Early in the morning, a longstanding monument to the segregationist and founding owner of the Washington Redskins NFL football team, George Preston Marshall, was dismantled and removed from the grounds of RFK Stadium. The Post reported, “The action followed years of lobbying by local residents who objected to memorializing an owner who opposed desegregation. It was taken down by Events DC, the city’s convention and sports authority that manages and is currently redeveloping the 190-acre RFK campus that served as the Redskins’ game-day home from 1961 to 1996.”

On the west coast, thousands of protesters marched and were joined by longshoremen in the San Francisco Bay Area, shutting down the Port of Oakland, as part of the closure of 29 West Coast ports.

An indication of the concern within the official American political establishment about the racially integrated, spontaneous protests made up largely of young people, the Port of Oakland rally was addressed by the former Communist Party USA leader Angela Davis with the support of union bureaucrats. The “stop work meeting” by the longshoremen had been carried out with the support of the corporate Pacific Maritime Association and was included in the ILWU-PMA contract.

As reported by the San Jose Mercury News, “Addressing a crowd of a few thousand from her dark grey Mini Cooper, activist, college professor and philosopher Angela Davis praised the International Longshore and Warehouse Union for their port work stoppage. She spoke from her car wearing a mask to maintain social distance, and union leaders monitored the crowd to make sure participants kept on their masks. ‘We are still on the long road to freedom,’ she said. ‘Whenever the ILWU takes a stand, the world feels the reverberations.’”

Many other protests took place in the Bay Area, including a youth rally outside the Santa Clara County building against the incarceration of young people, a march by a crowd of protesters down Broadway to city hall in Oakland and a rally in front of city hall in San Jose.

In Louisville, Kentucky, Democratic Mayor Greg Fischer was eager to participate in a virtual panel discussion on Friday morning with activists to mark Juneteenth, given the growing anger of residents and protesters nationally over the brutal murder of Breonna Taylor more than three months ago by three police officers.

By noon Mayor Fischer had announced that one of the three Louisville Metropolitan Police Department officers, Brett Hankison, was being fired. The Louisville Courier-Journal reported, “Hankison is accused by the department's interim chief, Robert Schroeder, of ‘blindly’ firing 10 rounds into Taylor's apartment, creating a substantial danger of death and serious injury.”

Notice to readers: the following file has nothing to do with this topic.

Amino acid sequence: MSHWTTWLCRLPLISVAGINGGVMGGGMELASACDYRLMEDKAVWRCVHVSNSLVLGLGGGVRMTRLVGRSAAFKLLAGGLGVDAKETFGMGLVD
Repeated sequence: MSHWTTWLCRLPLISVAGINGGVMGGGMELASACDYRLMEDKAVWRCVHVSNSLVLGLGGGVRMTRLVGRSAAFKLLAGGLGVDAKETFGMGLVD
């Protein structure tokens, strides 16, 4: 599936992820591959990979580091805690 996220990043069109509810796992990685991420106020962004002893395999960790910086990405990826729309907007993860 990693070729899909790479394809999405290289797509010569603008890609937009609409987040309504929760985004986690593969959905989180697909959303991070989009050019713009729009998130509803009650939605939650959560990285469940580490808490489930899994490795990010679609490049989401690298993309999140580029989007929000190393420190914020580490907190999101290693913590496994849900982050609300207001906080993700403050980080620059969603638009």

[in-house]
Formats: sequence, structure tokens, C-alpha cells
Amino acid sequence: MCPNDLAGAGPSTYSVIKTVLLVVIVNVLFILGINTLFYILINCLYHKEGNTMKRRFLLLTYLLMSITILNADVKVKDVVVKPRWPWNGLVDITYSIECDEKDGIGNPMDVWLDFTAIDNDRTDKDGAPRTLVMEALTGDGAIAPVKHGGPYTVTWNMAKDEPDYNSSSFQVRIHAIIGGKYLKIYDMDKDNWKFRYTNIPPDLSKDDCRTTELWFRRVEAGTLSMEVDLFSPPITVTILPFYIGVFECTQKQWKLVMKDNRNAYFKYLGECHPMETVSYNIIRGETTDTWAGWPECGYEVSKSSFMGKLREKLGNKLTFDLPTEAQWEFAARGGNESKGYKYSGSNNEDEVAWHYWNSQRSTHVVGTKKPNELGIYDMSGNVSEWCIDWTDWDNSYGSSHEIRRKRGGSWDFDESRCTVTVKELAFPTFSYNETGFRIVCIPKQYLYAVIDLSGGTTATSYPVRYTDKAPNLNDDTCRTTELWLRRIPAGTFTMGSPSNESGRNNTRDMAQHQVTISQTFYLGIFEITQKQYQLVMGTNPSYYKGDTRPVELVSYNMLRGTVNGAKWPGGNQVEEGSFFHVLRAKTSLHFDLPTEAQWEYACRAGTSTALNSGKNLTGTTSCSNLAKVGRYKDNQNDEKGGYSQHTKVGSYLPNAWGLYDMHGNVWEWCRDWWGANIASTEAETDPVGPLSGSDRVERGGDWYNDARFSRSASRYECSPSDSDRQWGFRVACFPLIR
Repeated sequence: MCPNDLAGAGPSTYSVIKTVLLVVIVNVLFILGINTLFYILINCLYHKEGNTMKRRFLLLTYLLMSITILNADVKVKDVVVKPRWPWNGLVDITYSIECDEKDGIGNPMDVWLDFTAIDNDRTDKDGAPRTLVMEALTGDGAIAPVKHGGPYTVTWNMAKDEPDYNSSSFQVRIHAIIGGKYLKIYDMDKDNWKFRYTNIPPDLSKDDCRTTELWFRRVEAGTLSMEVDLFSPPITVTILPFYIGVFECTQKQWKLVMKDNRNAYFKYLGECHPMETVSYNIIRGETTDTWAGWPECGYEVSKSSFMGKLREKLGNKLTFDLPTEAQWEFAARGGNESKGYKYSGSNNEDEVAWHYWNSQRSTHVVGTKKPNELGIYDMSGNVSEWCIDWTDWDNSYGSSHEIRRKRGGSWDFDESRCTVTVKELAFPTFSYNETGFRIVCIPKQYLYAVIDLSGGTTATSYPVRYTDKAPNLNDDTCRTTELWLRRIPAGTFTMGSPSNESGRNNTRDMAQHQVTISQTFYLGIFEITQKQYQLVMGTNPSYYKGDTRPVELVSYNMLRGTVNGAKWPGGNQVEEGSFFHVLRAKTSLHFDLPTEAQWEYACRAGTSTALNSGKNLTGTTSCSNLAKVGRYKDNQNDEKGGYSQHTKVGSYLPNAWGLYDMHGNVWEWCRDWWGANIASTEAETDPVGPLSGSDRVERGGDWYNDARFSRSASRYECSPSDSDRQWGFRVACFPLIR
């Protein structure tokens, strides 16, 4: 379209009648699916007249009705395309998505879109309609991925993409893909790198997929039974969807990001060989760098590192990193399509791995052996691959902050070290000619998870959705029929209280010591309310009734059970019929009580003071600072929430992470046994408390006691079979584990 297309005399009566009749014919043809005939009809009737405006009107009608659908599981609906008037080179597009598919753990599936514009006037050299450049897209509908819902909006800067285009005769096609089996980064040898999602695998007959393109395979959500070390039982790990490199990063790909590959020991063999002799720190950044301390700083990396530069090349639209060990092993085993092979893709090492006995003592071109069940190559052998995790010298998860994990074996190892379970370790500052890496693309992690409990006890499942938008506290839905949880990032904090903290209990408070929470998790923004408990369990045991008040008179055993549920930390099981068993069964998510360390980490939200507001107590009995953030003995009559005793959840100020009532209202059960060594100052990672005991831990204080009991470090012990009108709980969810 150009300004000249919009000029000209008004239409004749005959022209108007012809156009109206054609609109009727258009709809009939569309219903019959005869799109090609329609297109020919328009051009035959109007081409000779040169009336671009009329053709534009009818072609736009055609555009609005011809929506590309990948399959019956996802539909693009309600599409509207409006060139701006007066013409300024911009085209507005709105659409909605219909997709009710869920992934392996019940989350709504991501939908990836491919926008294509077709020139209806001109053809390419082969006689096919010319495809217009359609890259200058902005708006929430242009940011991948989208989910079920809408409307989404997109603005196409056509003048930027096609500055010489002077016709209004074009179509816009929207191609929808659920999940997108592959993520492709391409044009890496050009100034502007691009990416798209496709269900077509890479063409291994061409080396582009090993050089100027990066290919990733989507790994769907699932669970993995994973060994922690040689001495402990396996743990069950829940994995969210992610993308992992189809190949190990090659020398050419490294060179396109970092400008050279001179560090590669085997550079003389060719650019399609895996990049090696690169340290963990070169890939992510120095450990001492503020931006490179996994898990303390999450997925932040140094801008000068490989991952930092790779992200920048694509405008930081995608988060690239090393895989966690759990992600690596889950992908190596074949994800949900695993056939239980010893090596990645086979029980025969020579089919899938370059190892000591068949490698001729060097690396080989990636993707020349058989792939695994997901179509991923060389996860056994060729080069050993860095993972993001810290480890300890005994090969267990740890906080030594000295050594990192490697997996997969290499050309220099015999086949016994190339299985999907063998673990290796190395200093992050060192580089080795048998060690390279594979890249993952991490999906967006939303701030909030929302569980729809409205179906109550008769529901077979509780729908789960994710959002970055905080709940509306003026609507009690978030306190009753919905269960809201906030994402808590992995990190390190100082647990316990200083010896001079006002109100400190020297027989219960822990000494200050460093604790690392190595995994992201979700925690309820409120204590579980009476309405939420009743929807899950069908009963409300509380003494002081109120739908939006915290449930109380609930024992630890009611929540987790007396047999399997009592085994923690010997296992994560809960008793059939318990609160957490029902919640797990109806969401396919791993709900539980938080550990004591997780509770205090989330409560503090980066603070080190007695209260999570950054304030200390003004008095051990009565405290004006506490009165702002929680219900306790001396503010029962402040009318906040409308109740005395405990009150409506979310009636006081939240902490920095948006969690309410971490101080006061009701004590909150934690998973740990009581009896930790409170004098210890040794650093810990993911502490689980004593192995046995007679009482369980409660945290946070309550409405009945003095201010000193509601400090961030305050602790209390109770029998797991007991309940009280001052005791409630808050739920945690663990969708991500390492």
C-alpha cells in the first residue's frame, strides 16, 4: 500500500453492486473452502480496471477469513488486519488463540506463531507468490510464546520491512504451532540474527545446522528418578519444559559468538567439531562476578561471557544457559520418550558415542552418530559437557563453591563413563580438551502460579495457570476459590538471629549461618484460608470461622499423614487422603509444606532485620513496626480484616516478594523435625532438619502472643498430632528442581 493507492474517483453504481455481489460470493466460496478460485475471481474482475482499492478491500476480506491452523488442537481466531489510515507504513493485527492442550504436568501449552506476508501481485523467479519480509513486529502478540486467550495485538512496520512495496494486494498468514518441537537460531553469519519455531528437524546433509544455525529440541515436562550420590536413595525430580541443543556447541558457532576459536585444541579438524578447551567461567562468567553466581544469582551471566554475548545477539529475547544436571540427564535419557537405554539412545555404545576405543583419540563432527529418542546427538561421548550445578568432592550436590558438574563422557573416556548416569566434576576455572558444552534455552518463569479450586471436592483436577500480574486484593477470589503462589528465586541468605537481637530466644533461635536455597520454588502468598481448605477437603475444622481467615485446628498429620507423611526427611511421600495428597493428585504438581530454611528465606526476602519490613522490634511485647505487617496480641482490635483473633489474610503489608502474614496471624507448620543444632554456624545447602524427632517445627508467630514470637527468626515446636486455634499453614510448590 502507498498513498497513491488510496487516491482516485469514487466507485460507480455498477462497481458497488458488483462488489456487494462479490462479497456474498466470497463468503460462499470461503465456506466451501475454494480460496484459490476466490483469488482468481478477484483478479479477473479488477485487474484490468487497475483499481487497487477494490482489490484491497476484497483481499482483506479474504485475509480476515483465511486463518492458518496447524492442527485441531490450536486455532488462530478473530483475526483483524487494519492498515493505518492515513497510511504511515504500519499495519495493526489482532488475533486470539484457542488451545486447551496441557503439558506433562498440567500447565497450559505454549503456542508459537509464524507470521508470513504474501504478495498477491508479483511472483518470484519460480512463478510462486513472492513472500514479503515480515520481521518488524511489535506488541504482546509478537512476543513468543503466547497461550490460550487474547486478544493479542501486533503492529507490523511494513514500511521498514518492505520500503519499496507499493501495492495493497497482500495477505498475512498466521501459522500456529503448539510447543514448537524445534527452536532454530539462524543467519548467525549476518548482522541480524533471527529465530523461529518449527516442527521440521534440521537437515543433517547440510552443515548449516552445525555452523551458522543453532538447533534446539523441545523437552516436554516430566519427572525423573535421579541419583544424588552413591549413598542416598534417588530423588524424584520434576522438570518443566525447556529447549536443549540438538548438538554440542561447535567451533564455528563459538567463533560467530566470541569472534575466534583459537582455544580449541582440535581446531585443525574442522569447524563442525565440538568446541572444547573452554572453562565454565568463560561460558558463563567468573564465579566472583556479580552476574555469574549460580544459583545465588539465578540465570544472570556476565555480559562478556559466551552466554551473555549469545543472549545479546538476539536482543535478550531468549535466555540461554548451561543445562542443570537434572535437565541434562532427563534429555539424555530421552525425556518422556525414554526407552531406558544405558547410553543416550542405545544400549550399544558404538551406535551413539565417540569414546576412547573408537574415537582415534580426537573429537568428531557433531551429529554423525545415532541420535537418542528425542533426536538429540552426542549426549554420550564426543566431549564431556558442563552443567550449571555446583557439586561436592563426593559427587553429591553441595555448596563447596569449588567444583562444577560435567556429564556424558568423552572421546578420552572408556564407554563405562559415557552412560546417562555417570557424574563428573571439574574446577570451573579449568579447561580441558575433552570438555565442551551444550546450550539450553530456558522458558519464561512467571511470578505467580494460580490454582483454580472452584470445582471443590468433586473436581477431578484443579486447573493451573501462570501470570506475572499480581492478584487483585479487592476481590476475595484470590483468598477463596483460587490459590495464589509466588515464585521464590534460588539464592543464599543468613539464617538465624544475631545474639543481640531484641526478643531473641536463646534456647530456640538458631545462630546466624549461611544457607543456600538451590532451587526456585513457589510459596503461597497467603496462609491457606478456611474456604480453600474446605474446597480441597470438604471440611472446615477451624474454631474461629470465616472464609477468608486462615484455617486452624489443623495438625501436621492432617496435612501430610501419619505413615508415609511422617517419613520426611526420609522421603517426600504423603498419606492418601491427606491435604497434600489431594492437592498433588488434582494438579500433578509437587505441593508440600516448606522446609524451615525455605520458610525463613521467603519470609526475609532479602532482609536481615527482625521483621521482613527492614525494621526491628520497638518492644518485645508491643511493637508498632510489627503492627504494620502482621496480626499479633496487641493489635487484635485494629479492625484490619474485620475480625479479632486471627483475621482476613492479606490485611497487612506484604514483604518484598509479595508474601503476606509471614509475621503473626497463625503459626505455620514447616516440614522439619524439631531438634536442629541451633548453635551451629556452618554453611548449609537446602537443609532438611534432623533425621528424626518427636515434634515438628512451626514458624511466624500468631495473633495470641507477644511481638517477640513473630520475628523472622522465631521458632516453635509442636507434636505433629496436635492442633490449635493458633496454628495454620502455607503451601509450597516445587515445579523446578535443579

The other two LMPD officers—Sgt. Jonathan Mattingly and Officer Myles Cosgrove—also fired their weapons into Taylor’s apartment, but remain on administrative reassignment.

Sam Aguiar, attorney for the family of Taylor, told the Courier Journal, “It’s about damn time,” that Hankison was fired and that the characterization of the officer “blindly” firing into her apartment is accurate. “In fact, the ten rounds you fired were into a patio door and window which were covered with material that completely prevented you from verifying any person as an immediate threat or more importantly any innocent persons present,” Aguiar said.

Taylor, who was 26 years old and a front line emergency medical tech worker when she was killed on March 13, was shot eight times and died on the floor of her apartment after the three officers serving a “no-knock” warrant broke down her door and started shooting.

Multiple protests also took place on Friday in Dallas, Texas to mark Juneteenth and protest police violence. A group of protesters demanding equality rallied outside of City Hall while carrying 239 yellow umbrellas, each one with the name of an individual killed by police violence. The marchers were met on the city hall plaza by over 400 bikers from dozens of North Texas motorcycle clubs.

The Dallas Morning News also reported, “Soon after, about 350 protesters representing nine Greek Life organizations commenced a 2 1/2-mile march from Martin Luther King Jr. Blvd. to City Hall, collecting additional marchers joining along the way despite 90-degree temps.”

Marches, rallies, sit-ins and a “virtual gamer gathering” were organized in Atlanta, Georgia on Friday with thousands taking to the streets in the metropolitan area. Protesters gathered at Centennial Olympic Park and at the Wendy’s where Rayshard Brooks was shot and killed by an Atlanta police officer last Friday.

The officer who shot Brooks, Garrett David Rolfe, was fired and then charged with felony murder and other charges on Thursday. The Atlanta Journal Constitution reported that Rolfe, who faces charges which could bring the death penalty or life in prison, will have a bond hearing on Tuesday.

A CNN report said that a majority of Atlanta police officers scheduled to work in two of the city’s six police zones, did not report to work on Friday to protest the charges against Rolfe. CNN reported, “The Atlanta Police Department denied officers weren’t showing up for their shifts, but a police union director backed the accounts by CNN sources. In some instances, officers were refusing to leave their precincts unless a fellow officer required backup.”